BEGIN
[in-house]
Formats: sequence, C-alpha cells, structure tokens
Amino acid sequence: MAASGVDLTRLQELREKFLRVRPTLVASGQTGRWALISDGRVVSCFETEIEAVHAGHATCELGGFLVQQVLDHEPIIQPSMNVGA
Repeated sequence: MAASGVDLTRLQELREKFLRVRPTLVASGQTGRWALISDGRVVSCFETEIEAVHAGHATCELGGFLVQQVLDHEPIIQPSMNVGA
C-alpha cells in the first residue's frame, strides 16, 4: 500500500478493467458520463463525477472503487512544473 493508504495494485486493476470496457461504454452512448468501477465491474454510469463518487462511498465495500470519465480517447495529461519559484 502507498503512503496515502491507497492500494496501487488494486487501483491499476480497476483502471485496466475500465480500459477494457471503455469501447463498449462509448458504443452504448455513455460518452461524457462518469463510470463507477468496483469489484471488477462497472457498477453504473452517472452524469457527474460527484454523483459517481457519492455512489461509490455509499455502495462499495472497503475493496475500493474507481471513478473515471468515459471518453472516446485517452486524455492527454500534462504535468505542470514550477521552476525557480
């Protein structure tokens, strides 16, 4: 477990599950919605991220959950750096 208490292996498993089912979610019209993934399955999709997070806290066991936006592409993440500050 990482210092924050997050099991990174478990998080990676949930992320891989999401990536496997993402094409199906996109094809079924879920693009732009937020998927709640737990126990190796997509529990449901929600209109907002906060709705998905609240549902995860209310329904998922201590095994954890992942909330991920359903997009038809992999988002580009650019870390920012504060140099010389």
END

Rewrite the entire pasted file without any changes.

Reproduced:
[in-house]
Formats: sequence, C-alpha cells, structure tokens
Amino acid sequence: MAASGVDLTRLQELREKFLRVRPTLVASGQTGRWALISDGRVVSCFETEIEAVHAGHATCELGGFLVQQVLDHEPIIQPSMNVGA
Repeated sequence: MAASGVDLTRLQELREKFLRVRPTLVASGQTGRWALISDGRVVSCFETEIEAVHAGHATCELGGFLVQQVLDHEPIIQPSMNVGA
C-alpha cells in the first residue's frame, strides 16, 4: 500500500478493467458520463463525477472503487512544473 493508504495494485486493476470496457461504454452512448468501477465491474454510469463518487462511498465495500470519465480517447495529461519559484 502507498503512503496515502491507497492500494496501487488494486487501483491499476480497476483502471485496466475500465480500459477494457471503455469501447463498449462509448458504443452504448455513455460518452461524457462518469463510470463507477468496483469489484471488477462497472457498477453504473452517472452524469457527474460527484454523483459517481457519492455512489461509490455509499455502495462499495472497503475493496475500493474507481471513478473515471468515459471518453472516446485517452486524455492527454500534462504535468505542470514550477521552476525557480
């Protein structure tokens, strides 16, 4: 477990599950919605991220959950750096 208490292996498993089912979610019209993934399955999709997070806290066991936006592409993440500050 990482210092924050997050099991990174478990998080990676949930992320891989999401990536496997993402094409199906996109094809079924879920693009732009937020998927709640737990126990190796997509529990449901929600209109907002906060709705998905609240549902995860209310329904998922201590095994954890992942909330991920359903997009038809992999988002580009650019870390920012504060140099010389």